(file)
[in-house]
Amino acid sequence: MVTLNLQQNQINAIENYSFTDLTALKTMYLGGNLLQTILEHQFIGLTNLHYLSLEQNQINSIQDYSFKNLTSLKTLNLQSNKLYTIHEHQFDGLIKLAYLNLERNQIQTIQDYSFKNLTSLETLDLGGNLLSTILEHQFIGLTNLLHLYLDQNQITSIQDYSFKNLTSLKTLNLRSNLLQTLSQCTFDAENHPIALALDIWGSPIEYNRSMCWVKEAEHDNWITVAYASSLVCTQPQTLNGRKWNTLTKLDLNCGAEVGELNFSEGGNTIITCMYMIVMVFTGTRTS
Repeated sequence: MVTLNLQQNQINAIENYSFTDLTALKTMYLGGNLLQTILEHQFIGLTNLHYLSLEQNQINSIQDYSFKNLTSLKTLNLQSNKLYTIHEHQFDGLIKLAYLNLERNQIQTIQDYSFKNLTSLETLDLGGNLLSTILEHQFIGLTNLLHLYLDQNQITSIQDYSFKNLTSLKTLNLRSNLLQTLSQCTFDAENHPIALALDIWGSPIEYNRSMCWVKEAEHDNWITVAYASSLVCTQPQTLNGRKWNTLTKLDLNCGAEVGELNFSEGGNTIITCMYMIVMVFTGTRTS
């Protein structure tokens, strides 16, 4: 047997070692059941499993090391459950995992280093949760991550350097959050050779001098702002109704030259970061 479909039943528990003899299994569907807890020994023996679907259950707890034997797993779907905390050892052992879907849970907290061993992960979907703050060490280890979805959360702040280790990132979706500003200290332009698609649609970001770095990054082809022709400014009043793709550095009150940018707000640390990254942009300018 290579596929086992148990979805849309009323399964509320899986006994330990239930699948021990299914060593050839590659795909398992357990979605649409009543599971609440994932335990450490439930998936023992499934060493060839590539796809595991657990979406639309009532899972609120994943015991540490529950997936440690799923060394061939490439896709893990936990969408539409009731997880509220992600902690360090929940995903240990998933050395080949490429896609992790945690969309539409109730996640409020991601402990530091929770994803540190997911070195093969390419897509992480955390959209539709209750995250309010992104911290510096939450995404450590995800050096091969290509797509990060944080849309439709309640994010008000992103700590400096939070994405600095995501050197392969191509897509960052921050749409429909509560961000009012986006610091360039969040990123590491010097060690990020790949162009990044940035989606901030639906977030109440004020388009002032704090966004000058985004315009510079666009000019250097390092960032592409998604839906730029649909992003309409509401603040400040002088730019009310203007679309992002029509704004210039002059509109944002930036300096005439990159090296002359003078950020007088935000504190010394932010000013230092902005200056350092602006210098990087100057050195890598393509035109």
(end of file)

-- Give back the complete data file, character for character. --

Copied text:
[in-house]
Amino acid sequence: MVTLNLQQNQINAIENYSFTDLTALKTMYLGGNLLQTILEHQFIGLTNLHYLSLEQNQINSIQDYSFKNLTSLKTLNLQSNKLYTIHEHQFDGLIKLAYLNLERNQIQTIQDYSFKNLTSLETLDLGGNLLSTILEHQFIGLTNLLHLYLDQNQITSIQDYSFKNLTSLKTLNLRSNLLQTLSQCTFDAENHPIALALDIWGSPIEYNRSMCWVKEAEHDNWITVAYASSLVCTQPQTLNGRKWNTLTKLDLNCGAEVGELNFSEGGNTIITCMYMIVMVFTGTRTS
Repeated sequence: MVTLNLQQNQINAIENYSFTDLTALKTMYLGGNLLQTILEHQFIGLTNLHYLSLEQNQINSIQDYSFKNLTSLKTLNLQSNKLYTIHEHQFDGLIKLAYLNLERNQIQTIQDYSFKNLTSLETLDLGGNLLSTILEHQFIGLTNLLHLYLDQNQITSIQDYSFKNLTSLKTLNLRSNLLQTLSQCTFDAENHPIALALDIWGSPIEYNRSMCWVKEAEHDNWITVAYASSLVCTQPQTLNGRKWNTLTKLDLNCGAEVGELNFSEGGNTIITCMYMIVMVFTGTRTS
């Protein structure tokens, strides 16, 4: 047997070692059941499993090391459950995992280093949760991550350097959050050779001098702002109704030259970061 479909039943528990003899299994569907807890020994023996679907259950707890034997797993779907905390050892052992879907849970907290061993992960979907703050060490280890979805959360702040280790990132979706500003200290332009698609649609970001770095990054082809022709400014009043793709550095009150940018707000640390990254942009300018 290579596929086992148990979805849309009323399964509320899986006994330990239930699948021990299914060593050839590659795909398992357990979605649409009543599971609440994932335990450490439930998936023992499934060493060839590539796809595991657990979406639309009532899972609120994943015991540490529950997936440690799923060394061939490439896709893990936990969408539409009731997880509220992600902690360090929940995903240990998933050395080949490429896609992790945690969309539409109730996640409020991601402990530091929770994803540190997911070195093969390419897509992480955390959209539709209750995250309010992104911290510096939450995404450590995800050096091969290509797509990060944080849309439709309640994010008000992103700590400096939070994405600095995501050197392969191509897509960052921050749409429909509560961000009012986006610091360039969040990123590491010097060690990020790949162009990044940035989606901030639906977030109440004020388009002032704090966004000058985004315009510079666009000019250097390092960032592409998604839906730029649909992003309409509401603040400040002088730019009310203007679309992002029509704004210039002059509109944002930036300096005439990159090296002359003078950020007088935000504190010394932010000013230092902005200056350092602006210098990087100057050195890598393509035109």